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Wednesday, September 8, 2021

Analyze This


Analyze This

I may be guilty of Old Fogyism, but I just have to comment. 

Are there any millennials listening? 

Probably not.

Here is the thing, I’m watching the latest episode of “Married at First Sight” (so you know this will be an intellectual opinion) and I am amazed by how much these millennials over analyze EVERYTHING!

“He said such and such, that must mean he isn’t happy.”

No, it just means such and such; stop reading something into EVERYTHING!  

Everything someone says does not have some deeper meaning.

Millennials often have choices for almost everything they do, and apparently these choices all might have major consequences. 

I tell you it must be exhausting when you think every decision you make from where you eat to what book you read might affect you in some way for the rest of your life.  Every gosh dang decision these people make is considered to be possibly life altering.

OK, where you live, what you do to earn a living, how many children might you have, these deserve thought and attention, but even these major events should not leave you paralyzed with fear and indecision.

Yeah, back in the day you lived where you had to live, to work at a job you had to do, and there was often no choice either way.  You had children if you had sex because there were no sure-fire methods to prevent them.  Choice in having children was hormone driven.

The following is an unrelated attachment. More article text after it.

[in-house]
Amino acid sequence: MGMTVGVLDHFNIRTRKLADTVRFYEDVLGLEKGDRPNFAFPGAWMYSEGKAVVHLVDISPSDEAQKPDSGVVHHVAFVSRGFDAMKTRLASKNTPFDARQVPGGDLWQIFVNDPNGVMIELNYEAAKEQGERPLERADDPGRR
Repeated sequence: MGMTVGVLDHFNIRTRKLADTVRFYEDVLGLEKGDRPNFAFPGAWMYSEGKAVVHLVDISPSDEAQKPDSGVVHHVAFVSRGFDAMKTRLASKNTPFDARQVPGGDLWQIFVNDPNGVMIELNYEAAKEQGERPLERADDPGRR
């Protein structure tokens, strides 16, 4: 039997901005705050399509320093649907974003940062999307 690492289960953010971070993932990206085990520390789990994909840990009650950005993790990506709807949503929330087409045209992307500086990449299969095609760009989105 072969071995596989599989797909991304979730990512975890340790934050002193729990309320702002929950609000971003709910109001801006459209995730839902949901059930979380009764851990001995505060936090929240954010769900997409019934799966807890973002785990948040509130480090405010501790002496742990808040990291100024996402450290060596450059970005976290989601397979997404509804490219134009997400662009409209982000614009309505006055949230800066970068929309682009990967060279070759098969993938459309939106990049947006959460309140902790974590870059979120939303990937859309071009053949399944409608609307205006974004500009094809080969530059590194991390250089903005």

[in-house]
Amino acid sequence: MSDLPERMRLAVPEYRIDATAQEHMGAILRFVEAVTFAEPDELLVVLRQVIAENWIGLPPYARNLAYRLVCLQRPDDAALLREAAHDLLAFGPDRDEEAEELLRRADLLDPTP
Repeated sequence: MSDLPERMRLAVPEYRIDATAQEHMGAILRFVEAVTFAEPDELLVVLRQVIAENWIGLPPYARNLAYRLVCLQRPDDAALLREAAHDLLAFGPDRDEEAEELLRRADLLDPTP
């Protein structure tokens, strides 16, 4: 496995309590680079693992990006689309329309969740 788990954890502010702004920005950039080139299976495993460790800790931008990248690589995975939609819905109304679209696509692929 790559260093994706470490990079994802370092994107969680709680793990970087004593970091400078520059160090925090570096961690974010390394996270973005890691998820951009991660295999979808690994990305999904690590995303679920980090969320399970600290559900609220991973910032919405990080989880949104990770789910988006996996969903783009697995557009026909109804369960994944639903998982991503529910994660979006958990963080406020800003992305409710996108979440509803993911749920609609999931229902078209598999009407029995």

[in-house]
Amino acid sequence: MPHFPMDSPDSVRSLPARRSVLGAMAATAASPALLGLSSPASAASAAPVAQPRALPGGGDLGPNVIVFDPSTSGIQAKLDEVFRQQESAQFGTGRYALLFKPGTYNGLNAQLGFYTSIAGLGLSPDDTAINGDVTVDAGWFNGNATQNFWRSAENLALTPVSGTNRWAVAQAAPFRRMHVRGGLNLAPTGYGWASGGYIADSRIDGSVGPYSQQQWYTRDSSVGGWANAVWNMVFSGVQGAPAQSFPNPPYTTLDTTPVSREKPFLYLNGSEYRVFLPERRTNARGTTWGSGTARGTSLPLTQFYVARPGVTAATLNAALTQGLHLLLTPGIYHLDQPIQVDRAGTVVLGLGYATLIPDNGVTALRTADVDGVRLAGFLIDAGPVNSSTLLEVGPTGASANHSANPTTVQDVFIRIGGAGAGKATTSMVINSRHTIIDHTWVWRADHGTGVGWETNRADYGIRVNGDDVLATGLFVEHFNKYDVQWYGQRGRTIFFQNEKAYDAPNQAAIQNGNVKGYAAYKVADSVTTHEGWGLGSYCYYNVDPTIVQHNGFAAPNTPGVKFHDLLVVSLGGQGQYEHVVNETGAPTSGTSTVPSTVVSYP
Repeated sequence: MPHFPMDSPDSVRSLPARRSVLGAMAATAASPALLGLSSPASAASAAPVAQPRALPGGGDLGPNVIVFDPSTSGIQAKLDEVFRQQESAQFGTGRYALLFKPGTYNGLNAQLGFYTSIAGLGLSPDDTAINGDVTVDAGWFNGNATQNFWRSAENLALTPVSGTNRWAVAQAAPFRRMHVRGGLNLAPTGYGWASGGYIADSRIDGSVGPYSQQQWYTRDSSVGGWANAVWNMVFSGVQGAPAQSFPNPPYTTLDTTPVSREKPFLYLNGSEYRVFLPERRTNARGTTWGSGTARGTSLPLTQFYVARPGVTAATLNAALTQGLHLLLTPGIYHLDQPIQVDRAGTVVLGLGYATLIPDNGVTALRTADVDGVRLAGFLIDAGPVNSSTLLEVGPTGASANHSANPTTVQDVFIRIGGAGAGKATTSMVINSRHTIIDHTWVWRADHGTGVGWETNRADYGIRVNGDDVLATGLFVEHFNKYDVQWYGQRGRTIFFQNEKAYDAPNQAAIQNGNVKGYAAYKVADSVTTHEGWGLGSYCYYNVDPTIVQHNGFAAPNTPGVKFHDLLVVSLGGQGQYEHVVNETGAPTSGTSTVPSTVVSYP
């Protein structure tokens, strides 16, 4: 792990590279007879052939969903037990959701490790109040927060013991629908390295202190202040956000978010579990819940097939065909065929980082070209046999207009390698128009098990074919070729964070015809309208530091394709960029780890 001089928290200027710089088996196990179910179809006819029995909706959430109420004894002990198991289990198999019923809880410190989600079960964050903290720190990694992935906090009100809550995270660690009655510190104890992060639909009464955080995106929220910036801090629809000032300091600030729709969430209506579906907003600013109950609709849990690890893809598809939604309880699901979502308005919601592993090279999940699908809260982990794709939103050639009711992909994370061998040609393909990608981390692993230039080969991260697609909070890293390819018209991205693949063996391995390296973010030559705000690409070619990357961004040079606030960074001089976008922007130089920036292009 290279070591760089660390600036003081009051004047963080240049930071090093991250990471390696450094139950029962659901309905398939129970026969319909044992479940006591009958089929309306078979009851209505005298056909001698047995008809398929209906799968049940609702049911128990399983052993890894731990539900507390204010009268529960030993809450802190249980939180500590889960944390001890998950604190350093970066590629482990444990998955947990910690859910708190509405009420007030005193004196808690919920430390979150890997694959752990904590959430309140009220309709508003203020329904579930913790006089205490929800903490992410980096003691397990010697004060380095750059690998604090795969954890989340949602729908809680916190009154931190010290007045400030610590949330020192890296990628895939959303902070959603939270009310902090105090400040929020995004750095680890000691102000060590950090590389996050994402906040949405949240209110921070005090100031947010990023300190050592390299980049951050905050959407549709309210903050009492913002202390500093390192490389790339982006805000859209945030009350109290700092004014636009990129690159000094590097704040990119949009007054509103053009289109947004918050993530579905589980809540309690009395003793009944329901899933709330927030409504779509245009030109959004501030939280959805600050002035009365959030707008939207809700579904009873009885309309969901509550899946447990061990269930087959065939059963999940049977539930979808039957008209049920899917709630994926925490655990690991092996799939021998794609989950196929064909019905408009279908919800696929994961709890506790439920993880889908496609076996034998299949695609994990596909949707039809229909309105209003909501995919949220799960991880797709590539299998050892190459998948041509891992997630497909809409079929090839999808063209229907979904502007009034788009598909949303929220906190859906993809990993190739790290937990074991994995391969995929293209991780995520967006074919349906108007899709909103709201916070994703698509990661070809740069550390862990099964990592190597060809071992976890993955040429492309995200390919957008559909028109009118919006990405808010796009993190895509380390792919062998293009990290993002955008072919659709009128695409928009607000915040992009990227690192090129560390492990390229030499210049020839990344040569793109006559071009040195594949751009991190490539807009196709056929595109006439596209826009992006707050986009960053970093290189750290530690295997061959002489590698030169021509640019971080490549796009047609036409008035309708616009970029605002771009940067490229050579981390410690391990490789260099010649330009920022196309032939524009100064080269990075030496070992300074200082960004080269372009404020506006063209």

Back in the day, (sure sign of old fogyism) it was difficult not having choices, yet in some ways it was liberating.  No need to ponder and worry, you did what you did and it was what it was.

Choices are great until you start to over analyze every choice and worry before and after every decision. 

I wonder if a millennial could even play a game like golf.

“Should I try and hit the ball to the left and avoid the sand trap, or aim right and hope I don’t put it in the woods?  I could aim straight but if it goes too far, I might find the lake.”

“Dude, you going to hit or not?”

“Yes, but this is a tough decision, it might make or ruin my whole day, and if I ruin my day I will be in a bad mood, if I am in a bad mood my wife will notice and think it is something she did.  If my wife thinks it is something she did, it will ruin her day and she will start a fight about it.  She won’t believe my mood is over a golf game and will assume I am cheating on her.  If she thinks I am cheating we will get a divorce.  If I get a divorce, I will lose most of my friends, go into deep depression get fired from my job, and my life will be ruined!”